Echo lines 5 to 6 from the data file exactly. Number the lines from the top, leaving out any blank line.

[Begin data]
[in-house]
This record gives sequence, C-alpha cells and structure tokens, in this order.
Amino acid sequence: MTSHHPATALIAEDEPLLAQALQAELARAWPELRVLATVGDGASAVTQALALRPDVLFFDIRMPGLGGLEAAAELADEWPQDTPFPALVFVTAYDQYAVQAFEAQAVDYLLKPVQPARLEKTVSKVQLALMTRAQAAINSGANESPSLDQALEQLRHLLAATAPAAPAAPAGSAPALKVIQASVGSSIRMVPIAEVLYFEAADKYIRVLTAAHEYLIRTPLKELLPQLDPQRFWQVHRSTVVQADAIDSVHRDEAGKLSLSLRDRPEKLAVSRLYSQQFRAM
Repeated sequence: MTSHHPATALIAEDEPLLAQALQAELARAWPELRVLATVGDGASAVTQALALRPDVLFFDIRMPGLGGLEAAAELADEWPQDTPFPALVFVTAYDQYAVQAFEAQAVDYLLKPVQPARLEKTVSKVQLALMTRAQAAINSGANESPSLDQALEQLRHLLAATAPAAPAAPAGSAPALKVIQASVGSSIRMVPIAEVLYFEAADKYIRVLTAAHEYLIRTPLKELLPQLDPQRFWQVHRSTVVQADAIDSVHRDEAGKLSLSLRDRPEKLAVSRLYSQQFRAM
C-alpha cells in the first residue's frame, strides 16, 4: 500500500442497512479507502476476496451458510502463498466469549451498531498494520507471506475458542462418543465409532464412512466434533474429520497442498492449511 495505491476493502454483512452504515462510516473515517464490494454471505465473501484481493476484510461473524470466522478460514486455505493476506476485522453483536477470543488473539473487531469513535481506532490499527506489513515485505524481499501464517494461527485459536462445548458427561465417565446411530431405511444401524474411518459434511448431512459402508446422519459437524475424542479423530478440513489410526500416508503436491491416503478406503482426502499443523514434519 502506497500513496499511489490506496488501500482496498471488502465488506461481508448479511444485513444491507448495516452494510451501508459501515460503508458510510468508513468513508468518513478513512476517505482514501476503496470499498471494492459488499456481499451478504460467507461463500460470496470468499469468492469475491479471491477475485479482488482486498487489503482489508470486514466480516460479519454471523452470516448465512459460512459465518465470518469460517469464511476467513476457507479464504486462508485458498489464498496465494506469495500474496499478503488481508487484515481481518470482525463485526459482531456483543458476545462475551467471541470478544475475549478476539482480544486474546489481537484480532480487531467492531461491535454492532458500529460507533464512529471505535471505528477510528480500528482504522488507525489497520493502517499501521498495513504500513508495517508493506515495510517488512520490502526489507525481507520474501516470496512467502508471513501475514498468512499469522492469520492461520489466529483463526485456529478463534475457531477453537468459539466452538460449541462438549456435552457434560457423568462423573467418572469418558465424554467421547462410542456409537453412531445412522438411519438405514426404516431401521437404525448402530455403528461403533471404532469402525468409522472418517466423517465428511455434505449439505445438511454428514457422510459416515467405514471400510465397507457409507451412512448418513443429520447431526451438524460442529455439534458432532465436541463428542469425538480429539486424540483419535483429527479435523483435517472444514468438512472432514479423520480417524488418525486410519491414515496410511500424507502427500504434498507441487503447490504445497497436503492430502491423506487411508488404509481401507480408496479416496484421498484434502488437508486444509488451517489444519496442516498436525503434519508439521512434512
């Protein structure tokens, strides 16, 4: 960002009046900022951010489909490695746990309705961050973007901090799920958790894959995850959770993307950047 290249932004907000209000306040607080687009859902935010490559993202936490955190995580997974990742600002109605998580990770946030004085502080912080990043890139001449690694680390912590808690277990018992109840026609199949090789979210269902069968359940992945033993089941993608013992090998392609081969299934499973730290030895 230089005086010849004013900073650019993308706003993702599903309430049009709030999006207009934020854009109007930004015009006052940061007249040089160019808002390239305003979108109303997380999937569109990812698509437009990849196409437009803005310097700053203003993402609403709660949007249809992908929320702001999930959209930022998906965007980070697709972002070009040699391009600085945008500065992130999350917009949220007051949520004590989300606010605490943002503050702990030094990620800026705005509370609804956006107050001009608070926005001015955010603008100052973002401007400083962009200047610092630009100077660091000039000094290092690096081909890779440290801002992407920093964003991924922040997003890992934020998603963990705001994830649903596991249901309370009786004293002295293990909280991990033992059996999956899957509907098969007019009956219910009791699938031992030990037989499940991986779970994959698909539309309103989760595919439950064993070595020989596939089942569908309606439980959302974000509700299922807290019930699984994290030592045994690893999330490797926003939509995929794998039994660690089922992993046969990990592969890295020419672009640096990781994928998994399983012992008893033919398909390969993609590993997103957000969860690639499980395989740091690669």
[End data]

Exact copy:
C-alpha cells in the first residue's frame, strides 16, 4: 500500500442497512479507502476476496451458510502463498466469549451498531498494520507471506475458542462418543465409532464412512466434533474429520497442498492449511 495505491476493502454483512452504515462510516473515517464490494454471505465473501484481493476484510461473524470466522478460514486455505493476506476485522453483536477470543488473539473487531469513535481506532490499527506489513515485505524481499501464517494461527485459536462445548458427561465417565446411530431405511444401524474411518459434511448431512459402508446422519459437524475424542479423530478440513489410526500416508503436491491416503478406503482426502499443523514434519 502506497500513496499511489490506496488501500482496498471488502465488506461481508448479511444485513444491507448495516452494510451501508459501515460503508458510510468508513468513508468518513478513512476517505482514501476503496470499498471494492459488499456481499451478504460467507461463500460470496470468499469468492469475491479471491477475485479482488482486498487489503482489508470486514466480516460479519454471523452470516448465512459460512459465518465470518469460517469464511476467513476457507479464504486462508485458498489464498496465494506469495500474496499478503488481508487484515481481518470482525463485526459482531456483543458476545462475551467471541470478544475475549478476539482480544486474546489481537484480532480487531467492531461491535454492532458500529460507533464512529471505535471505528477510528480500528482504522488507525489497520493502517499501521498495513504500513508495517508493506515495510517488512520490502526489507525481507520474501516470496512467502508471513501475514498468512499469522492469520492461520489466529483463526485456529478463534475457531477453537468459539466452538460449541462438549456435552457434560457423568462423573467418572469418558465424554467421547462410542456409537453412531445412522438411519438405514426404516431401521437404525448402530455403528461403533471404532469402525468409522472418517466423517465428511455434505449439505445438511454428514457422510459416515467405514471400510465397507457409507451412512448418513443429520447431526451438524460442529455439534458432532465436541463428542469425538480429539486424540483419535483429527479435523483435517472444514468438512472432514479423520480417524488418525486410519491414515496410511500424507502427500504434498507441487503447490504445497497436503492430502491423506487411508488404509481401507480408496479416496484421498484434502488437508486444509488451517489444519496442516498436525503434519508439521512434512
């Protein structure tokens, strides 16, 4: 960002009046900022951010489909490695746990309705961050973007901090799920958790894959995850959770993307950047 290249932004907000209000306040607080687009859902935010490559993202936490955190995580997974990742600002109605998580990770946030004085502080912080990043890139001449690694680390912590808690277990018992109840026609199949090789979210269902069968359940992945033993089941993608013992090998392609081969299934499973730290030895 230089005086010849004013900073650019993308706003993702599903309430049009709030999006207009934020854009109007930004015009006052940061007249040089160019808002390239305003979108109303997380999937569109990812698509437009990849196409437009803005310097700053203003993402609403709660949007249809992908929320702001999930959209930022998906965007980070697709972002070009040699391009600085945008500065992130999350917009949220007051949520004590989300606010605490943002503050702990030094990620800026705005509370609804956006107050001009608070926005001015955010603008100052973002401007400083962009200047610092630009100077660091000039000094290092690096081909890779440290801002992407920093964003991924922040997003890992934020998603963990705001994830649903596991249901309370009786004293002295293990909280991990033992059996999956899957509907098969007019009956219910009791699938031992030990037989499940991986779970994959698909539309309103989760595919439950064993070595020989596939089942569908309606439980959302974000509700299922807290019930699984994290030592045994690893999330490797926003939509995929794998039994660690089922992993046969990990592969890295020419672009640096990781994928998994399983012992008893033919398909390969993609590993997103957000969860690639499980395989740091690669």